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The ZeusMiner Hurricane X6 is the new lower power Scrypt ASIC miner from Zeus that is supposed to be offering 9-10 MHS hashrate with a power usage of about 230 Watt. The previous ZeusMiner Hurricane X3 that the new miner is based on provided 14-15 MHS with 460W of power usage according to the official specifications. So the new lower power X6 miner is supposed to offer 2/3 of the performance with about half of the power usage according to Zeus and this has been achieved by reducing the operating voltage and frequency of the chips in new miners with the number of Scrypt ASIC chips inside remaining the same. Now, if this has to been done with a significant reduction of the price of the new miners they might not have been so interesting, but the new price with the lower power usage does still make ZeusMiner an attractive choice for miners.
The case of the Hurricane X6 miner and the insides – two blades with 32 chips each or a total of 64 chips are also the same as on the previous Hurricane X6 miners. The main difference is that the operating voltage of the new Hurricane X6 miners has been lowered to 1.1V and thus Zeus recommends the maximum operating frequency to not exceed 248 MHz. You are able to set higher frequency though the software, however the results will not be very good as the level of HW errors you get will grow significantly. It seems that generally the ZeusMiner Scrypt ASICs are prone to more HW errors than we are normally used to see in ASIC miners, but they do seem to work just fine with an average HW error rate of about 5%.
Here you can see the actual power usage of the ZeusMiner Hurricane X6 that we have measured with our unit running at 250 MHz operating frequency of the chips. The actual power consumption we got was 276-278 Watts with a slightly higher power usage measured at the wall due to the very high efficiency of the PSU we have used at the load that the miner has on the 1200W power supply. This is a bit higher than the officially stated 230 Watts of power usage, but at that frequency we are also getting slightly higher performance than the one stated at the official specs, though the HW error rate was a bit higher than what we would like to see as well. What actually worries us a bit is that the device is powered via a single 6-pin PCI-E power connector and a power usage so high is already way above the official ratings of these power connectors. Even though physically these connectors are normally able to handle power of up to 300W, the PSU manufacturers are not required to design their products to handle such high loads. So with high-end power supplies you will most likely not have trouble, however on not so good quality PSUs you may have the cables overhead and melt causing a short circuit and damaging your hardware. So we advise you to check the power cable by touching it after you start the miner and if the cable is just slightly warm to the tough you should be Ok, but if it quickly feels hot or even very hot, then you may have trouble and better go for a higher quality power supply.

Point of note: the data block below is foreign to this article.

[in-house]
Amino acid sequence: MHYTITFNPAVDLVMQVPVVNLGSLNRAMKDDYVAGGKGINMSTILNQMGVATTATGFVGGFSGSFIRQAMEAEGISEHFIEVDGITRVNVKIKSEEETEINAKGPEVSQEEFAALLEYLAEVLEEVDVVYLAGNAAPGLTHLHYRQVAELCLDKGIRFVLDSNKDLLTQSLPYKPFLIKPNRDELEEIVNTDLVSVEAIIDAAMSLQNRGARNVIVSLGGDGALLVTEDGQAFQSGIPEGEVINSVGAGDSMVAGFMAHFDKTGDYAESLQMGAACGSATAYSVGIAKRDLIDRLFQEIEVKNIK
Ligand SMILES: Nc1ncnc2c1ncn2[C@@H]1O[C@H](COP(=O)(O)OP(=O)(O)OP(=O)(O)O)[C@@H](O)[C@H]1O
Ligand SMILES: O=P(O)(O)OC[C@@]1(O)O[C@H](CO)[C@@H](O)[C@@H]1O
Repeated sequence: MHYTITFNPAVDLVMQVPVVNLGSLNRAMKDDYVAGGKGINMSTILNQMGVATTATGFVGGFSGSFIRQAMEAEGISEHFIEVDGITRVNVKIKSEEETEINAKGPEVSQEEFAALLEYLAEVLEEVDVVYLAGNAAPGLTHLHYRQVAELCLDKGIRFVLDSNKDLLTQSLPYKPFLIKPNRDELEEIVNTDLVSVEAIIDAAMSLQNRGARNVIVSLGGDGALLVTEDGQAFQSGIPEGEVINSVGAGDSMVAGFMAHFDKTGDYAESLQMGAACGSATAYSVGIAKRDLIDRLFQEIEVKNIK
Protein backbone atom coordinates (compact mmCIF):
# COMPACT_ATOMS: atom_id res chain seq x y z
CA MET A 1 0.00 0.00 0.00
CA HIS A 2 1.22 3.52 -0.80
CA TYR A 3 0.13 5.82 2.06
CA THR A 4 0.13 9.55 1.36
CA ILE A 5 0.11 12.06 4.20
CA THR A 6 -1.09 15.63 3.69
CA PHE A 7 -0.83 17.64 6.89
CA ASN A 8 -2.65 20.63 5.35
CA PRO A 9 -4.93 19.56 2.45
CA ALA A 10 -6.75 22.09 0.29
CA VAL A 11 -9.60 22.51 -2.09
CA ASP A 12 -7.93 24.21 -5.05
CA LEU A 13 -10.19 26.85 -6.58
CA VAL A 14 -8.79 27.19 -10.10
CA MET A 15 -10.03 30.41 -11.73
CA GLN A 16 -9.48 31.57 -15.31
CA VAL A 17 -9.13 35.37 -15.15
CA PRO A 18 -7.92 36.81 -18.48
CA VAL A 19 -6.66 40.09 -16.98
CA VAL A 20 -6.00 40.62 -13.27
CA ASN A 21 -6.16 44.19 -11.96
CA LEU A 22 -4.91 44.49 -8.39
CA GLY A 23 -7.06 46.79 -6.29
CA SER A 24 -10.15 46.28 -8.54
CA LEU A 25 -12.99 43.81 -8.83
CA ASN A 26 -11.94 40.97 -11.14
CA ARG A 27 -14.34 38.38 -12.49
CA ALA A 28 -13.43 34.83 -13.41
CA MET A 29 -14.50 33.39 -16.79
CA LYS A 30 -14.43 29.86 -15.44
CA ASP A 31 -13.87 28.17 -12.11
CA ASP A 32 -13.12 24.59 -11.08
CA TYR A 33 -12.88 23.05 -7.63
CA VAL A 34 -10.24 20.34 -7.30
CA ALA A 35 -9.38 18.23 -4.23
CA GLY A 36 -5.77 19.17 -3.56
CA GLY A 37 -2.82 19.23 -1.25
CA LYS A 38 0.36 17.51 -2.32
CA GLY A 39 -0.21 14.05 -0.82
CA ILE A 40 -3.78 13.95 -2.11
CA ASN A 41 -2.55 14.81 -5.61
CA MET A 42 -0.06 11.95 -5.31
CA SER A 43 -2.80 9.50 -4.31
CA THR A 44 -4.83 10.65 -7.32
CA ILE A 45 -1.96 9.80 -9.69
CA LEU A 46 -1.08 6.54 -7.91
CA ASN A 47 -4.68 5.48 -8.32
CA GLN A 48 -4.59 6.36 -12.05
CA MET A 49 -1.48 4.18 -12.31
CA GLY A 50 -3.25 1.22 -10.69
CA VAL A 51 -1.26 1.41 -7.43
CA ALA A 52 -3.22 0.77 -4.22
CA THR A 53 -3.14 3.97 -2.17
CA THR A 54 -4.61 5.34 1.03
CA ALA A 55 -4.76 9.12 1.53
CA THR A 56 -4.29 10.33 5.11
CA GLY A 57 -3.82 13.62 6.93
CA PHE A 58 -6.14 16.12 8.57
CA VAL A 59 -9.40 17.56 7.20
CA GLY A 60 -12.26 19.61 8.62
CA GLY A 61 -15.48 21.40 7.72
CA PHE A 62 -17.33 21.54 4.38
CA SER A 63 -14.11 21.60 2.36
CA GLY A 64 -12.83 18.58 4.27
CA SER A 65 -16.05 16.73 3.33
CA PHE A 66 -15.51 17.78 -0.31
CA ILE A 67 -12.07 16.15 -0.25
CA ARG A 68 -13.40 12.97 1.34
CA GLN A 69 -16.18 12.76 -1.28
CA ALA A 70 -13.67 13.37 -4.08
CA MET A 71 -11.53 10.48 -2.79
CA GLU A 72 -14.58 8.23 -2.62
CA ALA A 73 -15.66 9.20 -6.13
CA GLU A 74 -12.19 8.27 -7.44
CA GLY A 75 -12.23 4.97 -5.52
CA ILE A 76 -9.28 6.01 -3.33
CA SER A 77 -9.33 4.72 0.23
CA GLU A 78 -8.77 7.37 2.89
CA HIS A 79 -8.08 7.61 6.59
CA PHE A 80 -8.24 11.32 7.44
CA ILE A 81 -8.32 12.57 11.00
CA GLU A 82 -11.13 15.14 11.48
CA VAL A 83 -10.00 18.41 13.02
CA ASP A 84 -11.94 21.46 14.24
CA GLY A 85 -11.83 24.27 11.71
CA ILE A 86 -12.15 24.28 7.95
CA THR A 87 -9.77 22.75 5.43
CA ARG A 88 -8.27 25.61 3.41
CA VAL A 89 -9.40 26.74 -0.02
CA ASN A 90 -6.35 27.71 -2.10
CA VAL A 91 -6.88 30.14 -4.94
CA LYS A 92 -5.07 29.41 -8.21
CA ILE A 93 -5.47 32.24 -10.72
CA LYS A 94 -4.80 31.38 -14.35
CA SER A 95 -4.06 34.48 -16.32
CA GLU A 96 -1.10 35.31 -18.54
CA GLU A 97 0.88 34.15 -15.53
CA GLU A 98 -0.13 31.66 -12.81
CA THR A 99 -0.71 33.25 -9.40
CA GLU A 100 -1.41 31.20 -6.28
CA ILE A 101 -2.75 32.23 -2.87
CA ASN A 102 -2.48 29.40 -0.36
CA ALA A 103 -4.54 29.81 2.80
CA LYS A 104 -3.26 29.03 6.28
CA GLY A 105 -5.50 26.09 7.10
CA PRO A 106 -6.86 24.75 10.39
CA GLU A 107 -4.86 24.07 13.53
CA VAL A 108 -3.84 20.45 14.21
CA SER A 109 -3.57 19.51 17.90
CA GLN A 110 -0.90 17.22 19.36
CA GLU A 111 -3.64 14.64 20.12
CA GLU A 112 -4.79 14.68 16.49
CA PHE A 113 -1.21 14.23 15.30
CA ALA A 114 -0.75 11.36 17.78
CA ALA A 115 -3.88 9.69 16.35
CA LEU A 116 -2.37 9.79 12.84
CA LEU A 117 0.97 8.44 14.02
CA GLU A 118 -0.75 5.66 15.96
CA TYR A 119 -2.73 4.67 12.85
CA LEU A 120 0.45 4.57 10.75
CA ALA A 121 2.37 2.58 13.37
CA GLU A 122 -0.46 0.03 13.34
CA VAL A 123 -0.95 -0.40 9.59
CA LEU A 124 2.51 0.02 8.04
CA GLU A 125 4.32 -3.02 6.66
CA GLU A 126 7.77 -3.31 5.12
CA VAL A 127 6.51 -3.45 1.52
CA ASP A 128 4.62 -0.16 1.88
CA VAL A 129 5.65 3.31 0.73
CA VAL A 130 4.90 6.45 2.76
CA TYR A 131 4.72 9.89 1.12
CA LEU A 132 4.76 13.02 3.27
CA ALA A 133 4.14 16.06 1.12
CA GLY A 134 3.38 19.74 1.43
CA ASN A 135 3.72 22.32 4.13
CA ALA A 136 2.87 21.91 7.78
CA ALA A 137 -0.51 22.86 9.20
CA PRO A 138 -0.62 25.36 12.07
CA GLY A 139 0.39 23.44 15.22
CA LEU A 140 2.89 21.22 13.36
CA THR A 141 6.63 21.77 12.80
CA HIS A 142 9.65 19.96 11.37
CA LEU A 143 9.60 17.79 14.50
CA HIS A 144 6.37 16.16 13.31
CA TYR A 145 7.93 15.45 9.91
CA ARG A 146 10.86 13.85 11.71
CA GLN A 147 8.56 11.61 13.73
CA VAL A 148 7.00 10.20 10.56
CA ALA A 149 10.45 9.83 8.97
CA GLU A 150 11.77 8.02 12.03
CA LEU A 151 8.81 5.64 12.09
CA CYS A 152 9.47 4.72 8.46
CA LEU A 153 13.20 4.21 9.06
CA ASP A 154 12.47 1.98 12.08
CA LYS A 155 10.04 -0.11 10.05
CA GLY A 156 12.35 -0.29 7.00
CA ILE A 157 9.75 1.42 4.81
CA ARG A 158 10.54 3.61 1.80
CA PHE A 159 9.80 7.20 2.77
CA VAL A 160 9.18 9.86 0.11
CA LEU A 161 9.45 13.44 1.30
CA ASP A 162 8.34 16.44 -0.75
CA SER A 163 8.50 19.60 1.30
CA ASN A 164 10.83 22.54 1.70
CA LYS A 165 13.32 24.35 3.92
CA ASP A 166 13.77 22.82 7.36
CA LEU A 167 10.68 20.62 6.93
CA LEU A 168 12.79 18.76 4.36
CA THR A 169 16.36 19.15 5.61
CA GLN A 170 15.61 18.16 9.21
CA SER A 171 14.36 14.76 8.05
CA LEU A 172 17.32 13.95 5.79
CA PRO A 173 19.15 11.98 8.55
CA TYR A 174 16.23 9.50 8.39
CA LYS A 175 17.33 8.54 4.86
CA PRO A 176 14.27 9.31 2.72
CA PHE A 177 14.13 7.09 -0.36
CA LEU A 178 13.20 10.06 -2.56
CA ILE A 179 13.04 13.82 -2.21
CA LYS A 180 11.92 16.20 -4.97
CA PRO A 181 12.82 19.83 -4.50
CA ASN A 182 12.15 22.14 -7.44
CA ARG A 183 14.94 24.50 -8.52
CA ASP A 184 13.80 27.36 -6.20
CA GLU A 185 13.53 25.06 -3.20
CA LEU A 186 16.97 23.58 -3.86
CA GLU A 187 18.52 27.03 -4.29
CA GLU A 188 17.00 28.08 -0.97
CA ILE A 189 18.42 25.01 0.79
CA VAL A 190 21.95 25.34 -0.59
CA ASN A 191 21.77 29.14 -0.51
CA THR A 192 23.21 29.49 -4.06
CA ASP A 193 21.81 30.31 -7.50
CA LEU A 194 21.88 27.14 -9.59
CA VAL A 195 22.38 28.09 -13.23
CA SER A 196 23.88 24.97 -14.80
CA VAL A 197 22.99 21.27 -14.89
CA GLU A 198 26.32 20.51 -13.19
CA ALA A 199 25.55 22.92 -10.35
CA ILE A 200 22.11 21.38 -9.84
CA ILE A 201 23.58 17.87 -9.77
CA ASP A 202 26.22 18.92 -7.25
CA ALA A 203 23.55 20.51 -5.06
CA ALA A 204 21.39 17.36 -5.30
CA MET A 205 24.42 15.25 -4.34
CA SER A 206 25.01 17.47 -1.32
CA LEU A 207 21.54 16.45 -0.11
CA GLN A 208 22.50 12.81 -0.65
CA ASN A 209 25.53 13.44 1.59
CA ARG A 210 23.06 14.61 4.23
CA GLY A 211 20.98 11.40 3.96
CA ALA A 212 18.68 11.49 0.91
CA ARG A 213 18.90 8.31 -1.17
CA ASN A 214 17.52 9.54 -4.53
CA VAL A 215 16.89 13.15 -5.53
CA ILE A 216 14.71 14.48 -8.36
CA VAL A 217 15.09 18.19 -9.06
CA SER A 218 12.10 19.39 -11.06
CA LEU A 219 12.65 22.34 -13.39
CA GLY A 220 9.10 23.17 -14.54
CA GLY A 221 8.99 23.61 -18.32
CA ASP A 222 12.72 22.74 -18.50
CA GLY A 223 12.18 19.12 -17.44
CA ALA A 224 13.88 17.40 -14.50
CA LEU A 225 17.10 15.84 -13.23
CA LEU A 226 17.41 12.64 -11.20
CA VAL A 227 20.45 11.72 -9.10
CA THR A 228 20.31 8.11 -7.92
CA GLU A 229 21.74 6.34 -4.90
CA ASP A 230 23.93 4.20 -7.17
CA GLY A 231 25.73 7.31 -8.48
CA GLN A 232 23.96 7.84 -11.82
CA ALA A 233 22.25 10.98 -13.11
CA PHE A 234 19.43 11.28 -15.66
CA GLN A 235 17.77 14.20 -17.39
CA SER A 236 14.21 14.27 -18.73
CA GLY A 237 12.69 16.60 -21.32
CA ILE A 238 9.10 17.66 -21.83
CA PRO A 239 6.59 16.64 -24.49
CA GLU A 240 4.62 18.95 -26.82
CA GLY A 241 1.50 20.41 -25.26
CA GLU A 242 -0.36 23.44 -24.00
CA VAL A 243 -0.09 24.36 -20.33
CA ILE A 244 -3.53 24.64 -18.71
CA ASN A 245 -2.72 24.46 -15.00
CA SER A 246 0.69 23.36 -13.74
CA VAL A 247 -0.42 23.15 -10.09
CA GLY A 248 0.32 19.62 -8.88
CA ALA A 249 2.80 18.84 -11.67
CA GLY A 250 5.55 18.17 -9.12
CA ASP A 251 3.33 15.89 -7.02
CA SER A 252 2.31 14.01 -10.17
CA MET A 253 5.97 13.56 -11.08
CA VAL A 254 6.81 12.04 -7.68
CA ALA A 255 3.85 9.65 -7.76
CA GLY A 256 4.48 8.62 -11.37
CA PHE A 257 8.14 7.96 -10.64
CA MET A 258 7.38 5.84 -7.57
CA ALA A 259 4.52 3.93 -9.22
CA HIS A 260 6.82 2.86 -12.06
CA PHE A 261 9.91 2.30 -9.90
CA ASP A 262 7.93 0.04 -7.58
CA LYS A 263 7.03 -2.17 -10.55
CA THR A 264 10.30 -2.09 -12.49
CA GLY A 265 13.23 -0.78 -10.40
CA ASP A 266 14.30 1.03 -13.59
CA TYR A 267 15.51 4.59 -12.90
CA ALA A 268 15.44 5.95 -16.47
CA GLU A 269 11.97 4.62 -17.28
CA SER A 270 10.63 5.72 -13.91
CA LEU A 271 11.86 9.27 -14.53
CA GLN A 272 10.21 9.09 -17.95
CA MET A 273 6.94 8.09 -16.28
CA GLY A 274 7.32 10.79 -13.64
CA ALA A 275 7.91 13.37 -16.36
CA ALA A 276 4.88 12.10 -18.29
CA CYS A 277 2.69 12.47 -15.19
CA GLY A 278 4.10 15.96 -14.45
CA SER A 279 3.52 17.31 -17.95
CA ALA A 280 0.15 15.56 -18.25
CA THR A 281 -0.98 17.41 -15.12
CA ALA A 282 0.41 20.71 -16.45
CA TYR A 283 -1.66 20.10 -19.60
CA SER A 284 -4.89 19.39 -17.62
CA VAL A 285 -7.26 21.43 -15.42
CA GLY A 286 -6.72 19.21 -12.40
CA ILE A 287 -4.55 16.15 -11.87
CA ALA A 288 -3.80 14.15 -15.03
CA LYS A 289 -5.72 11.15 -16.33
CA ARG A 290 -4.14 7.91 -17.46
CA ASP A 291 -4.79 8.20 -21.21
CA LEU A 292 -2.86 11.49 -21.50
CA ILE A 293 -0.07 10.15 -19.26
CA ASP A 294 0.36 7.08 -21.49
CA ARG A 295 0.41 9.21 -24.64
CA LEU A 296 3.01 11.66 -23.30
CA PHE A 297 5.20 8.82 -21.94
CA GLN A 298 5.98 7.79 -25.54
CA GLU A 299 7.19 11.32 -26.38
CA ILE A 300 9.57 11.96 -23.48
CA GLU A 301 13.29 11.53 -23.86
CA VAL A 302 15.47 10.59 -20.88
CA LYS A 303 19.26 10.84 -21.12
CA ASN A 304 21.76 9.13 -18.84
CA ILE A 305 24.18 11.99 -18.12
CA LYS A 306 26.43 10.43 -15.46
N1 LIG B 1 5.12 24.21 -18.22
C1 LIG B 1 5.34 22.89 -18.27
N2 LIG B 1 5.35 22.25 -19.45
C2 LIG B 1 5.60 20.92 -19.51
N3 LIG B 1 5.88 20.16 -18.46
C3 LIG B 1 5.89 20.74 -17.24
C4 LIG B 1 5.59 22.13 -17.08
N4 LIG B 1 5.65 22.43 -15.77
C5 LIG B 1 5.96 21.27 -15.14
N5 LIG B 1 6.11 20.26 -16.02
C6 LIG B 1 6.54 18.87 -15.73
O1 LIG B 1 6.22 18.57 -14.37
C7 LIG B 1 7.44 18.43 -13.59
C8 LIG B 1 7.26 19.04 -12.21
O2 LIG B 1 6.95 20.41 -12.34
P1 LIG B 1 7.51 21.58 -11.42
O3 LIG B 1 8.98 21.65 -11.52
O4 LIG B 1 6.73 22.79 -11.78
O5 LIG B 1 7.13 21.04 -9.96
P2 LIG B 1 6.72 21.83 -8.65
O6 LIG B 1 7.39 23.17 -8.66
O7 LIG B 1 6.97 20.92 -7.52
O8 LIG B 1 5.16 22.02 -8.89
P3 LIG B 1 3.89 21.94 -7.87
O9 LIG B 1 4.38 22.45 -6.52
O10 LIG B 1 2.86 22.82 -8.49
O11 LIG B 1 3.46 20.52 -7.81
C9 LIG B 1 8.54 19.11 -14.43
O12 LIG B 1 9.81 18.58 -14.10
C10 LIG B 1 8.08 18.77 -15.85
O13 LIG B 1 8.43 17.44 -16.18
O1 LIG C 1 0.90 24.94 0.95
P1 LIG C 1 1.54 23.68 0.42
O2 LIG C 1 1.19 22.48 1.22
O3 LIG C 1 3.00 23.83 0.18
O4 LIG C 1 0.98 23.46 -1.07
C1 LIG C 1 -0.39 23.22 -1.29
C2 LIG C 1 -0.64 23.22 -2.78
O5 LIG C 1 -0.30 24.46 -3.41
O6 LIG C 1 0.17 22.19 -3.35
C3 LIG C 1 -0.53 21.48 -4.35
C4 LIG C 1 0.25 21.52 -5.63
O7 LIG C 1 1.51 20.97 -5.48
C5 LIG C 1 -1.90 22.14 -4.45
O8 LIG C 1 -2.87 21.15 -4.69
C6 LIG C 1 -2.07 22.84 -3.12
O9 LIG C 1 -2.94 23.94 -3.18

Even though the power usage of the Hurricane X6 is not so high, the fact that the device uses a single powerful 120mm fan that pulls air though the case of the miner and the cooling radiators inside it makes the miner a bit noisy. Not as noisier as the larger and more powerful X6 miners, but still a noise at around 60 Decibels that we have measured makes the miner not suitable to be used in your living room or even as some miners do – place it in the bedroom. We are going to try to do a dual fan modification for push-pull type of cooling in order to reduce the noise from the cooling of the device while maintaining low operating temperatures, so stay tuned for more information on these experiments later on.
Here is the situation with the Hurricane X6 running at 250 MHz using the new cgminer 3.1.1 with ZeusMiner X6 support for Windows. The HW error rate we are getting at 250 MHz is about 5.5% average, a bit high than we would like, but apparently acceptable for the ZeusMiner. Going down all the way down to 230 MHz we have managed to reduce the level of HW errors we are getting to between 4.5% and 5%, so not that much of a difference, however the reduction in terms of hashrate is more significant as we go to lower operating frequency. So even with a bit more HW error rate 248 or 250 MHz seems to be the better choice, though you should test your miner as there could be some variation in the results you are getting.
These are the poolside results average at the LTC Rabbit Scrypt mining pool using the new fixed difficulty port with 1024 difficulty for Scrypt ASIC miners and the Hurricane X6 running at 250 MHz operating frequency. We’ve observed the hashrate reported by the pool varying between about 9.6 MHS and 12 MHs, but the good thing is that even with the higher number of HW errors an average hashrate of 10+ MHS is achievable with this miner.
Our conclusion about the Hurricane X6 is that it is a nice and more affordable device that works and performs well and meets the advertised hashrate, though the power usage may be a bit higher. We do have a bit of a warning regarding the actual power consumption and would preferred to see the device using two instead of a single 6-pin PCI-E power connector, but if you are careful enough about the PSU you use that should not be a problem. The only drawback that the Hurricane X6 already has is that at the performance level it offers and the current LTC network difficulty it will be making you less than 0.5 LTC per day if you are mining Litecoin directly. Still it is a more affordable solution for smaller miners to get into Scrypt ASIC mining without too big of an investment and you can possibly increase the profit you get with it by mining altcoins or selling hashrate if that turns out to be more profitable.